Vincenza Golding, formerly a Team Solutions technology facilitator and now head of faculty at Baradene College developed this tool for teachers. The speech bubbles give sentence starters as prompts for client voice and student reflection. The aim is to support independent student engagement with aspects of technological practice.
7. Technology definitions
Students need to become familiar with the definition of technology and the specialist vocabulary used in the technology learning area. Jeff had vocabulary resources that he’d used in his previous school and he created a set of A4 posters featuring definitions.
8. Food technology, designing and developing processed outcomes vocabulary
Food technology also uses specialist vocabulary, for example, sensory testing and food product analysis. Jeff created and displayed posters that featured some of the most important terms.
9. Outcomes of interest
Finally, Jeff created a space on the wall where he could post newspaper and magazine cuttings featuring technological outcomes of interest. As well as bringing cuttings himself, he asked the students to contribute items of interest.
Since giving the working environment its makeover, Jeff has found his students more engaged and wanting to do the work.
“The material seems to get them into the right frame of mind. And it opens up opportunities for conversation – we have had some great conversations about technological literacy.”Jeff Thomas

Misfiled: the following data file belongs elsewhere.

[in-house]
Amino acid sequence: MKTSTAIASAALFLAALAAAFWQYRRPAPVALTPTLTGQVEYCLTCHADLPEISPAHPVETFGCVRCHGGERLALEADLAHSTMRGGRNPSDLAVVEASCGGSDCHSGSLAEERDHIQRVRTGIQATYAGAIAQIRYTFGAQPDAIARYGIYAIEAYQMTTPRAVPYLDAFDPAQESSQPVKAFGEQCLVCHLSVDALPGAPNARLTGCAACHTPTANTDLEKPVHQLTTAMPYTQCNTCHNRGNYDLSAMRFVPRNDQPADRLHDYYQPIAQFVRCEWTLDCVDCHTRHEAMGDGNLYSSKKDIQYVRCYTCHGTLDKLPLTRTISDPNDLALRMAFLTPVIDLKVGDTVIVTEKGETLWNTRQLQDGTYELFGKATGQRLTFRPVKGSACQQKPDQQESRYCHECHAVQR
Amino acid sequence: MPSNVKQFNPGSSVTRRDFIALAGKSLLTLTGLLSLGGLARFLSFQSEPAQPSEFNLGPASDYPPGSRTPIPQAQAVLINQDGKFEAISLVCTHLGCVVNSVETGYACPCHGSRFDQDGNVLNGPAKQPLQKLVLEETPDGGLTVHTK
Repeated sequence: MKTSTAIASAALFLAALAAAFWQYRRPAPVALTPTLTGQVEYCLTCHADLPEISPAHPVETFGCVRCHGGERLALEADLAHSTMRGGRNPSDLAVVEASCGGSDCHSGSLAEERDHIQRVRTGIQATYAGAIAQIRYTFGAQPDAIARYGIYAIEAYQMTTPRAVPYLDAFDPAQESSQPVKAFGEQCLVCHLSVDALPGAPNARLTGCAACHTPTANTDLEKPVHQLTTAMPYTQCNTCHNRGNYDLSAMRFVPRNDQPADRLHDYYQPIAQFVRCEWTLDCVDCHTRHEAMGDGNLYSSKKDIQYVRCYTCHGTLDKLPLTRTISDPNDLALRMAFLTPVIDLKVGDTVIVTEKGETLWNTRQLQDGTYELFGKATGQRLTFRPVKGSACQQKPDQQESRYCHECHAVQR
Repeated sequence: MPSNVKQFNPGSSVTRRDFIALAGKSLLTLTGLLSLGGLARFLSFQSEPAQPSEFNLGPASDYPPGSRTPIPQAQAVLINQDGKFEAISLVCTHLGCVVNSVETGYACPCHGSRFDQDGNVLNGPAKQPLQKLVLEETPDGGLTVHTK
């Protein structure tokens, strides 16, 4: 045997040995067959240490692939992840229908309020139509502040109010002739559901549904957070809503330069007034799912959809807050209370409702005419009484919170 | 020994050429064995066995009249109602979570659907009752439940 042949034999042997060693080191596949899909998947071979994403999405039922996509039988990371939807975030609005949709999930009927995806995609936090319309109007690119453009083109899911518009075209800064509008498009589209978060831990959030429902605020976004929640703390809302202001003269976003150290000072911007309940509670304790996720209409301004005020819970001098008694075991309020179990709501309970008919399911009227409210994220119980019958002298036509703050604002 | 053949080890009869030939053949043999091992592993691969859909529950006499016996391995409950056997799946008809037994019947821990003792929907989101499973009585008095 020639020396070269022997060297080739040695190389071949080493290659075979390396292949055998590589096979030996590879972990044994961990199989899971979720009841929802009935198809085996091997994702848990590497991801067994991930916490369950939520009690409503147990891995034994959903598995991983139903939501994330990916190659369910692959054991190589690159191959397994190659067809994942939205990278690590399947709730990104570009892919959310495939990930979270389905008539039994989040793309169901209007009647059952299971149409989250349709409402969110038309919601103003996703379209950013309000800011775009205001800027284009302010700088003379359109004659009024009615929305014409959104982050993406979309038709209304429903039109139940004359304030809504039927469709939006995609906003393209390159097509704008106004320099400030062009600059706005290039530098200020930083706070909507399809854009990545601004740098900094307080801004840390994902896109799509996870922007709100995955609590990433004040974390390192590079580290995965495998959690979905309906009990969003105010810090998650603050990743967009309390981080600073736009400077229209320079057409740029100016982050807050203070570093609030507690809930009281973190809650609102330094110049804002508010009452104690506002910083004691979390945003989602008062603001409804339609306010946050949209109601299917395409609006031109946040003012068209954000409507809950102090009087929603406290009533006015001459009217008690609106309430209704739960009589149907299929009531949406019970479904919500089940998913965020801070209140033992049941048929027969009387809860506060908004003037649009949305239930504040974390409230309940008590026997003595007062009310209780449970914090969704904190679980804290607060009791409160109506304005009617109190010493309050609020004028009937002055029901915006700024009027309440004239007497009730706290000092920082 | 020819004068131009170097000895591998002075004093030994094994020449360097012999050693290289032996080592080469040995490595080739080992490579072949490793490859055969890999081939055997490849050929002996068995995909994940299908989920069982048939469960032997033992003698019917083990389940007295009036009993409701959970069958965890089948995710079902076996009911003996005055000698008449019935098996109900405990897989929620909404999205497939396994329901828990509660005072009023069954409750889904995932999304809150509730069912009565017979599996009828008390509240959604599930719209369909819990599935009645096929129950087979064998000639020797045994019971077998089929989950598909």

The change didn’t happen overnight. In fact, it took a couple of weeks for the students to really notice the material on the walls. But now Jeff can walk over to a poster when making a point, and the students turn to the poster too.
The response of Māori students to the posters featuring te reo Māori terminology and whakataukī – and to Jeff’s use of them in teaching – has been “incredible”.
“They now have the confidence to participate in conversations and propose answers to questions. And they are doing quality work. When I first took the class over, some were quite whakamā and appeared to have a low sense of self-worth. Their response has encouraged me to make more use of te reo. I now ask them, ‘How do you say that?’ ‘What’s the word for this?’”Jeff Thomas
Jeff has now reduced the size of some of the posters so students can take them down and use them when they need to. Allowing them to do this seems to give the students a sense of ownership and signal that they can be independent learners, and “just get on with it”. Classroom visitors have commented on how on-task the students are.
Given the opportunity to provide feedback, one student wrote:
“It’s only about a term and it seems we have known each other for longer. It seems that you are interested in us.”Student
Next, Jeff plans to establish an area where he can display student work.
Because the classroom is quite small, he hopes to make use of other spaces once the summer weather comes along – he currently has his eye on the large open seating space at the café.
“With a bit more space I could make use of games and get the students up and moving.”Jeff Thomas
Hamburger product development is currently underway. Jeff plans to get staff to discuss the products with the students who made them and to bring in guest judges for the final judging. He also hopes to have the winners’ names published in the school newsletter.
Jeff’s next plan is to use culture as a context. He may explore mass production systems for food, with technological systems as his curriculum focus.